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Potato-Cabbage Pierogi

Amy Albert

Yield: Yields about 40 pierogi

These classic Polish pierogi get a little tang from sour cream and texture from shredded cabbage in the filling. You can simply boil them and serve with melted butter, but these are especially good if you sauté them after boilling, which develops a lovely puffy crispness and golden-brown color.


  • 3 medium baking potatoes (about 1-1/2 lb.), peeled and cut in 1-inch slices
  • 2 Tbs. unsalted butter; more as needed
  • 1 Tbs. vegetable oil
  • 1 small onion, chopped
  • 1 clove garlic, finely minced
  • 1/2 tsp. dried thyme
  • 2 cups finely shredded green cabbage (about 1/4 of a very small head of cabbage)
  • Kosher salt and freshly ground pepper, to taste
  • 2 Tbs. freshly grated Parmigiano
  • 1 tsp. chopped fresh flat-leaf parsley
  • 1 recipe Pierogi Dough
  • 1-1/2 Tbs. butter or 3 Tbs. vegetable oil, for sautéing (optional)
  • melted butter or sour cream and snipped chives for serving (optional)

Nutritional Information

  • Nutritional Sample Size 1 pierogi
  • Calories (kcal) : 75
  • Fat Calories (kcal): 20
  • Fat (g): 2
  • Saturated Fat (g): 1
  • Polyunsaturated Fat (g): 0
  • Monounsaturated Fat (g): 1
  • Cholesterol (mg): 15
  • Sodium (mg): 115
  • Carbohydrates (g): 13
  • Fiber (g): 0
  • Protein (g): 3


Make the filling

  • Put the potatoes in a pot with just enough cold salted water to cover them and boil until soft, 15 to 20 minutes. Meanwhile, melt the butter with the oil in a large sauté pan over medium heat. Add the onion, garlic, and thyme. Cook until the onions are translucent, about 2 minutes. Add the cabbage and cook, stirring occasionally, until the cabbage starts to soften and brown at the edges, about 8 minutes. Lower the heat and continue cooking until the cabbage and onion are nicely browned and caramelized, about 20 minutes. Season with salt and pepper. You may need to add 1 Tbs. or more of additional butter, as the mixture will absorb quite a bit of fat. Set aside to cool.  
  • When the potatoes are tender, drain them in a colander and press lightly with a dry kitchen towel to dry them thoroughly. Return the potatoes to their hot pot and shake them dry. Remove the pot from the heat; add the cooled cabbage mixture, the cheese, and the parsley. Mash the ingredients until they’re well blended and there are no more potato lumps; you may want to use a stiff whisk. Season again with salt and pepper. Set aside to cool while you roll out the pierogi dough.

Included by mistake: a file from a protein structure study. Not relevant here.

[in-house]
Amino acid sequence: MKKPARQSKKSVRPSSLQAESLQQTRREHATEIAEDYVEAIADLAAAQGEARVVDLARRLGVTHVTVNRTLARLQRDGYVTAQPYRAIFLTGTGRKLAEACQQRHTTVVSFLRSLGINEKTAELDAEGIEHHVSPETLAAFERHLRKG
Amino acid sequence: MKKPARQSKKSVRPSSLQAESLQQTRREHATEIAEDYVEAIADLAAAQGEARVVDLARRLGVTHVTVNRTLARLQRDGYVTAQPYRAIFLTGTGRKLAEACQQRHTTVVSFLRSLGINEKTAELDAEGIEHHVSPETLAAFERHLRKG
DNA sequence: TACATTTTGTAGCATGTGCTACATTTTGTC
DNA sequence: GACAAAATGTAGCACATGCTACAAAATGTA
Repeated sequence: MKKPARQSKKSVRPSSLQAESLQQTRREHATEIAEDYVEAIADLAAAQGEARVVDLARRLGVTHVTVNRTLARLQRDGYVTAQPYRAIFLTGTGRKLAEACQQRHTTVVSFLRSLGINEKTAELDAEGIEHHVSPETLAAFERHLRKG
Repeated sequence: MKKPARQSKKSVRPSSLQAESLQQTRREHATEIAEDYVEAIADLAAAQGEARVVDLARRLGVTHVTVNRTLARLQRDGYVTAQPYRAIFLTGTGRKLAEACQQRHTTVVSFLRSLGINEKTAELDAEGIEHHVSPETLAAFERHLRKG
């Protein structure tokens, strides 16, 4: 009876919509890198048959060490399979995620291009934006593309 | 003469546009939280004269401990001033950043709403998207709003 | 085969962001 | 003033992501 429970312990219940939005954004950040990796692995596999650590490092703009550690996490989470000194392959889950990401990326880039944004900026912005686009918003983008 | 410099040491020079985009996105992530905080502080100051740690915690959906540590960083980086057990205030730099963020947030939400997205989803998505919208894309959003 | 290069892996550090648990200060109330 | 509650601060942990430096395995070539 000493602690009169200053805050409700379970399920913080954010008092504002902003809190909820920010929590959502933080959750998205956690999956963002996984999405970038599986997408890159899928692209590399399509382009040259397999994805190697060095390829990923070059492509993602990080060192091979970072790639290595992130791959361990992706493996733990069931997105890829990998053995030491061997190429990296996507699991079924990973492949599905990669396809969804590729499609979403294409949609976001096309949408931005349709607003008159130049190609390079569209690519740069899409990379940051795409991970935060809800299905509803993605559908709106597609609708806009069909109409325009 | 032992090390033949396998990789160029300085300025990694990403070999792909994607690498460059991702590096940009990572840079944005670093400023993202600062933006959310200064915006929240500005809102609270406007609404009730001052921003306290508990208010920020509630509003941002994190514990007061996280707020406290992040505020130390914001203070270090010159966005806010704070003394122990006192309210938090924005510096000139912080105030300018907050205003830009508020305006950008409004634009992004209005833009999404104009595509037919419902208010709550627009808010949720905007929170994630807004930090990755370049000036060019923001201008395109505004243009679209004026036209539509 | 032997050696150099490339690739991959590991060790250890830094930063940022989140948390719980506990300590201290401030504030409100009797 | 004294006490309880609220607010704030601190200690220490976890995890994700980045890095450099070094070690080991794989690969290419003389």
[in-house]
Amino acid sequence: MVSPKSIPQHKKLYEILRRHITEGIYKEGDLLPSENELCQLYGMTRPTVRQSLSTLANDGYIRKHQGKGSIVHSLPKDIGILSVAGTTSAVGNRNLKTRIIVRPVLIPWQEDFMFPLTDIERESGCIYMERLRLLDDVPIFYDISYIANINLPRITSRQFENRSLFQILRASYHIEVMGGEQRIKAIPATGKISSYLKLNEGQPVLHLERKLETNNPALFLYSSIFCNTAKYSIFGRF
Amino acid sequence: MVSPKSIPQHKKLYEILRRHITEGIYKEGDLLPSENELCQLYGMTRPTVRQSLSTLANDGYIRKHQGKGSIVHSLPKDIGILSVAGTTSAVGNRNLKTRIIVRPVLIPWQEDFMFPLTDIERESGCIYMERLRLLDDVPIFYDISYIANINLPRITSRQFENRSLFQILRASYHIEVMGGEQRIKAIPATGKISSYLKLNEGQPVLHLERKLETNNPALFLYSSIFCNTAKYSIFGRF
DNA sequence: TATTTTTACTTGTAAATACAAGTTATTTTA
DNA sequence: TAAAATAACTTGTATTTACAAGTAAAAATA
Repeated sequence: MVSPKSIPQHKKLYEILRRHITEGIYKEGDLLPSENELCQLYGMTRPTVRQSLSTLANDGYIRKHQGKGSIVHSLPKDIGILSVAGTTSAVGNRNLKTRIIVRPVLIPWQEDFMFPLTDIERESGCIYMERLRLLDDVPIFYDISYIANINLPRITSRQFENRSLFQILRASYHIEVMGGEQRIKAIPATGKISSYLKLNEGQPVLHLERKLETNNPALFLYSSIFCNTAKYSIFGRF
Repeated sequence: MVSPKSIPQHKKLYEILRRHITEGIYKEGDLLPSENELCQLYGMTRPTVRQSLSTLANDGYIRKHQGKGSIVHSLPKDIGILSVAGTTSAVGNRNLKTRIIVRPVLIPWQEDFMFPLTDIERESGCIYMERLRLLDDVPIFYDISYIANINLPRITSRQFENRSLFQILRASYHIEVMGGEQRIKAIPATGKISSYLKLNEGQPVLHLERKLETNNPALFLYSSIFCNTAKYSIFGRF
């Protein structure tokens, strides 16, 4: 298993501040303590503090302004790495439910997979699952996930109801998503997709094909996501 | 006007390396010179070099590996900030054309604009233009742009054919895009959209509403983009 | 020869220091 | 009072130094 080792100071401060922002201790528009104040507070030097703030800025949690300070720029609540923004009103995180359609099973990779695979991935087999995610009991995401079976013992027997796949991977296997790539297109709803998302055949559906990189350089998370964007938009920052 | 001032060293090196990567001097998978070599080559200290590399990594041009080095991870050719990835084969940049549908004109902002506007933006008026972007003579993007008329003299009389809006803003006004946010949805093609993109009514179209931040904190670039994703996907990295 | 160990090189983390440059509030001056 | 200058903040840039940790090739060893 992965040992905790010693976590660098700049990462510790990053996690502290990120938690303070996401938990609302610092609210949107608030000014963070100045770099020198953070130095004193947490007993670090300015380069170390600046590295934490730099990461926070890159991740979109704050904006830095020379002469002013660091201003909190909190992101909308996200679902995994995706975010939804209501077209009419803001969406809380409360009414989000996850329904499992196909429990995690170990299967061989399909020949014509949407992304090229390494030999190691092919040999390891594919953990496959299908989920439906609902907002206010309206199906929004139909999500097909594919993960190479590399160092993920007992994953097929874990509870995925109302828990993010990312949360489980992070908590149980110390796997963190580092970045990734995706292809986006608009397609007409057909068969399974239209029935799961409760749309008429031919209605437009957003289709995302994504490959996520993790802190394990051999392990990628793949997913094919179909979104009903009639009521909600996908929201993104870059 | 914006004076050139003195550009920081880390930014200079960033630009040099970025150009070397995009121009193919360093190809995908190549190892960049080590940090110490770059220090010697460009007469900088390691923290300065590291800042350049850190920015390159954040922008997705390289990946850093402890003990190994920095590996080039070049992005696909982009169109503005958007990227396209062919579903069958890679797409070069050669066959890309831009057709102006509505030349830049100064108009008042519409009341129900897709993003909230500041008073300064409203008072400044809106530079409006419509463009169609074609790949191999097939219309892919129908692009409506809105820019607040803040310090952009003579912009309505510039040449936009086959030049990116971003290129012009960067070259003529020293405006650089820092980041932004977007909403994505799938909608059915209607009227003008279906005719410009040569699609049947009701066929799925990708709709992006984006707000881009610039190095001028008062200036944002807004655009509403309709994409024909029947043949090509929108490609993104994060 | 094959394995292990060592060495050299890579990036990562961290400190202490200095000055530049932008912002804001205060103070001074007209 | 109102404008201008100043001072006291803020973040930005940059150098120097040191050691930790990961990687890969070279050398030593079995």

Shape and fill the pierogi

  • Fill a large pot with 5 qt. water and bring it to a boil over high heat. Meanwhile, using lightly floured hands, pinch of 1-Tbs. portions of the dough and roll them into balls about 1-1/2 inches in diameter. You should end up with 36 to 40 balls. With a small rolling pin or dowel, gently roll out each ball into a 3 to 3-1/2-inch round about 1/8 inch thick on a well-floured surface. Keep the dough balls and disks covered as you work so they won’t dry out.
  • Hold a round of dough flat in your palm, dust off the excess flour, and spoon a generous tablespoon of the filling onto the center of the dough. Fold the round in half to enclose the filling. Seal the pierogi by pulling the edges away from the filling and pinching them together. To ensure a proper seal, pinch the edge shut once more, working from one end to the other. Set the filled pierogi on a floured work surface or baking sheet and cover with a dry towel or plastic wrap until all are filled. Repeat with remaining dough and filling.

Cook the pierogi

  • When the pot of water is boiling, drop the pierogi in batches into the boiling water, stirring occasionally. When they float to the top, cook for another 2 to 4 minutes; bite into one to check that there’s no chalky line. Remove cooked pierogi from the water with a spider or slotted spoon and put them in a bowl. If you like, serve them immediately with melted butter.
  • To sauté the pierogi, heat the butter or vegetable oil in a sauté pan over medium-high heat. Without crowding the pan, add the boiled, drained pierogi and cook until golden brown and puffy on both sides. Season with a little salt and pepper, and serve with sour cream and chives, if desired.


Rate or Review

Reviews (1 review)

  • treisner | 04/21/2020

    This was a time intensive and messy dinner to make but worth all of it! I would say this is one of my favorite meals a I’ve ever made. We chose to sauté the pierogis in butter before eating them and I think they crisped perfectly after about 2-3 minutes per side on medium heat. We dabbed each pierogi with a paper towel before transferring it from boiling water to the sauté pan. Instead of chives we slices up some scallions, which I think I will do the next time I make these because they really benefitted from the fresh sharp crunch.

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